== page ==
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The FTC Votes Unanimously to Enforce Right to Repair

During an open commission meeting Wednesday, the Federal Trade Commission voted unanimously to enforce laws around the Right to Repair, thereby ensuring that US consumers will be able to repair their own electronic and automotive devices.

The FTC’s endorsement of the rules is not a surprise outcome; the issue of Right to Repair has been a remarkably bipartisan one, and the FTC itself issued a lengthy report in May that blasted manufacturers for restricting repairs. But the 5 to 0 vote signals the commission’s commitment to enforce both federal antitrust laws and a key law around consumer warranties—the Magnuson Moss Warranty Act—when it comes to personal device repairs.

The vote, which was led by new FTC chair and known tech critic Lina Khan, also comes 12 days after President Joe Biden signed a broad executive order aimed at promoting competition in the US economy. The order addressed a wide range of industries, from banks to airlines to tech companies. But a portion of it encouraged the FTC, which operates as an independent agency, to create new rules that would prevent companies from restricting repair options for consumers.

“When you buy an expensive product, whether it's a half-a-million-dollar tractor or a thousand-dollar phone, you are in a very real sense under the power of the manufacturer,” says Tim Wu, special assistant to the president for technology and competition policy within the National Economic Council. “And when they have repair specifications that are unreasonable, there's not a lot you can do."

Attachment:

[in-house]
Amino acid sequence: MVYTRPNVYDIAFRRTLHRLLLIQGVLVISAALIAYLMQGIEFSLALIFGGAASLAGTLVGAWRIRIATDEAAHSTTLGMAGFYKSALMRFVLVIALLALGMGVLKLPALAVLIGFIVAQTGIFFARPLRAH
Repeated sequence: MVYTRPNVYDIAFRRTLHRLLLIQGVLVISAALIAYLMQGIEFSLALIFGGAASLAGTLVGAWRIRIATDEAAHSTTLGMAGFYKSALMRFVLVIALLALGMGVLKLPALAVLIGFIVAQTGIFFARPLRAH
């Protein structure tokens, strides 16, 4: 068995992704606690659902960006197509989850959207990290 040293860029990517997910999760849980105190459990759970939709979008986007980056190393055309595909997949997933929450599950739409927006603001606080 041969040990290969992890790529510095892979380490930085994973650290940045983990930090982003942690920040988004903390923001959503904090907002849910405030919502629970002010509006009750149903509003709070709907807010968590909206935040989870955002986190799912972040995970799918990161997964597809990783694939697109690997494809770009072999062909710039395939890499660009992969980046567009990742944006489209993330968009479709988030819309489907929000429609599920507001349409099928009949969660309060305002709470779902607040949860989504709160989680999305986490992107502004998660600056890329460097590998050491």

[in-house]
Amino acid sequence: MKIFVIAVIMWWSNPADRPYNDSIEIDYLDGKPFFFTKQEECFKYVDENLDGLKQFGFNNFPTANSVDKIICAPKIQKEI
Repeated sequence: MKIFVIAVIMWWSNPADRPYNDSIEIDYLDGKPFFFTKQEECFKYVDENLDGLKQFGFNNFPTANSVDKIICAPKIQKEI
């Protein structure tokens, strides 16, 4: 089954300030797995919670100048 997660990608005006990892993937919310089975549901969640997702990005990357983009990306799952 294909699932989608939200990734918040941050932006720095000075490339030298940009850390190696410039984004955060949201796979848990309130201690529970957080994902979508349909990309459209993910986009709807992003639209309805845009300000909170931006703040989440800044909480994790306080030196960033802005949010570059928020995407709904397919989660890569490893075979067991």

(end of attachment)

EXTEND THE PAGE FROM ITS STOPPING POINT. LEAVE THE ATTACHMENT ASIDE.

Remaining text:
Wu added that Right to Repair has become a "visceral example" of the enormous imbalance between workers, consumers, small businesses, and larger entities.


Read more here. (Wired)

Xerces blue butterfly is the first U.S. insect known to go extinct because of people

It’s been roughly 80 years since the Xerces blue butterfly was last spotted flitting about on pastel wings across coastal California sand dunes. But scientists are still learning about the insect.

New research on DNA from a nearly century-old museum specimen shows that the butterfly was a distinct species. What’s more, that finding means that the Xerces blue butterfly (Glaucopsyche xerces) is the first U.S. insect species known to go extinct because of humans, researchers report July 21 in Biology Letters.

The butterfly used to live only on the San Francisco Peninsula. But by the early 1940s, less than a century after its formal scientific description in the 1850s, the gossamer-winged butterfly had vanished. Its rapid disappearance is attributed to the loss of habitat and native plant food as a result of urban development and, possibly, an influx of invasive ants likely spread though the shipment of goods.

But it’s long been unclear if the Xerces blue butterfly was its own species, or simply an isolated population of another, more widespread species of blue butterfly, says Corrie Moreau, an entomologist at Cornell University.

To find out, Moreau and colleagues turned to a 93-year-old Xerces specimen housed at Chicago’s Field Museum, extracting DNA from a tiny bit of the insect’s tissue. Despite the DNA being degraded from age, the team could compare selected Xerces genes with those of other closely related blue butterflies. The researchers also compared the genomes, or genetic instruction books, of the insects’ mitochondria — cellular structures involved in energy production that have their own set of DNA.